Here on SAB we focus on North Dakota, and with our legislature beginning its 2015 session this week that means we’re pretty busy these days. But I wanted to take a time out from all that to acknowledge what happened in France today.

As I’m sure you’ve heard by now, the offices of newspaper Charlie Hebdo were attacked today by Islamic extremists shouting “allahu akbar.”

They reportedly killed 11 people, including editor Stéphane Charbonnier seemed almost prescient about what was to come in 2012.

“We didn’t feel like we could kill somebody with a pen,” he told Le Monde (translated) explaining why he continued to publish provocative comics. “This may sound pompous, but I prefer to die standing up than live on my knees.”

I feel like the western world’s shifting attitudes on free speech, away from the idea that it should be free and toward the idea that provocative speech ought to be silenced or at least restrained, has in some part invited this.

When the U.S. embassy in Cairo was attacked on September 9th, 2012 by demonstrators some say were reacting to a provocative YouTube video about Islam, the U.S. State Department sent out this message:

The Embassy of the United States in Cairo condemns the continuing efforts by misguided individuals to hurt the religious feelings of Muslims — as we condemn efforts to offend believers of all religions.

During his 2012 address to the United Nations, President Barack Obama said, “The future must not belong to those who slander the prophet of Islam.” He also said “There is no speech that justifies mindless violence,” but that was at best a mixed message.

This attitude wasn’t unique to the Obama administration. Even President George W. Bush, who was in office for the most horrendous act of terrorism against the American people in history, was guilty of the same sort of blather. “Anti-Muslim images are as unacceptable as anti-Semitic images, as anti-Christian images or any other religious belief,” his administration announced in 2006 in the wake of international controversy over Danish cartoons.

That’s wrong. As far as the state is concerned, all of those images are acceptable. Or should be.

Which brings me back to Charlie Hebdo. I’ve seen some dismissing the paper as being needlessly provocative, but that’s unfair. What I saw the paper engaged in was smart and courageous skewering of those badly in need of it.

-10The image at right was the cover Charlie Hebdo chose to run six days after their offices were firebombed.

The headline says, “Love is stronger than hate.”

The image depicts Mohammed kissing the editor.

It’s provocative. It’s also brilliant. And incredibly brave.

The newspaper also defended itself, successfully, after being charged with offensive speech winning the right to keep publishing its provocative cartoons skewering Islam and pretty much every other institution you can think of.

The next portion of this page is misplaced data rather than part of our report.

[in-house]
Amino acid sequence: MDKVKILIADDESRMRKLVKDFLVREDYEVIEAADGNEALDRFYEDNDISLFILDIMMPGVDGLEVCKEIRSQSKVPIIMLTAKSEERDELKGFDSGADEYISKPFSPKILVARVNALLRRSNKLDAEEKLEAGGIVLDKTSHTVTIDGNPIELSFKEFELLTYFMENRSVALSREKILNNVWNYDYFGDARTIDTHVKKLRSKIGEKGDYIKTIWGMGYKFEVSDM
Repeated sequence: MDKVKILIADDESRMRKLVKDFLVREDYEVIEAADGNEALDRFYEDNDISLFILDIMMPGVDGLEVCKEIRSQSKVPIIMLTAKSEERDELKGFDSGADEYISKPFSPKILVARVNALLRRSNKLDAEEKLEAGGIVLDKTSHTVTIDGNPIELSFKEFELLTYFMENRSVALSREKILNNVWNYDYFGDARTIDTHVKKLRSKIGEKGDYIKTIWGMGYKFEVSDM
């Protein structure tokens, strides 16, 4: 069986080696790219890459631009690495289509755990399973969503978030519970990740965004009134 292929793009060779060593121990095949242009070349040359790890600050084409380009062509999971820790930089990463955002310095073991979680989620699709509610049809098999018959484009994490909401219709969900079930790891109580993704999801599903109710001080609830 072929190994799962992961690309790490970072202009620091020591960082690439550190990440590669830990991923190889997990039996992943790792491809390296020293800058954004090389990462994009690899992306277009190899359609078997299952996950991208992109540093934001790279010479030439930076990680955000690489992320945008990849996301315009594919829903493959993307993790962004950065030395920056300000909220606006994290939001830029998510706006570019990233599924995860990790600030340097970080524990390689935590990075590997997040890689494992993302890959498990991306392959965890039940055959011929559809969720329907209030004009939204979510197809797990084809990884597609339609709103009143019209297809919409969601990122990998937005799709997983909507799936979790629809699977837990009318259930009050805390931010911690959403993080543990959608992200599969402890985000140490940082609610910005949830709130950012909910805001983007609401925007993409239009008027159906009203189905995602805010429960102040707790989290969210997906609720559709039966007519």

Like Christianity, for instance. The newspaper was an equal opportunity offender (see a Buzzfeed list of the newspapers more infamous covers here).

You could say that Charlie Hebdo is a crass and juvenile publication, but so what? That’s a matter of taste. The cost of living in a free society is tolerating things that insult you or make you angry.

We’re losing sight of that in a haze of movements and laws which seek to criminalize or restrict activities which are provocative.

I’m no stranger to this sort of thing. While I would never place myself on the level of the folks at Charlie Hebdo, as a professional publisher of provocative viewpoints I’ve had my share of threats. My wife and I lived through death threats several years ago after I was banished from the Turtle Mountain Indian Reservation for a magazine column. Back before I was able to write full time I had day jobs, and a sometimes people upset with my writing would threaten to try and get me fired.

A couple of them even followed through, though thankfully nothing ever came of it.

We sometimes take it for granted, especially in this digital age where so many of us hold forth on social media about whatever is on our minds at the moment, but free speech can be hard sometimes. Saying something that upsets people isn’t easy. It gets less easy when those people show a willingness to resort to violence to silence you.

Which is why it’s important to stand up for free speech when it’s threatened.

I can’t say that I agreed with everything Charlie Hebdo had to say about Islam, but I do want to stand up and acknowledge their right to free speech. I want to recognize their courage in sticking to their guns in the face of public outcry, legal action, and ultimately violence.

“Je suis Charlie,” or “I am Charlie,” has become a rallying cry for those who rallying to the paper’s support. I’m not sure that I am Charlie – I’m not sure I could ever be that brave – but I’ll say it anyway.

Je suis Charlie.

Update: The Associated Press will not publish any images of Mohammed from Charlie Hebdo, but they’d be happy to sell you a print of Piss Christ.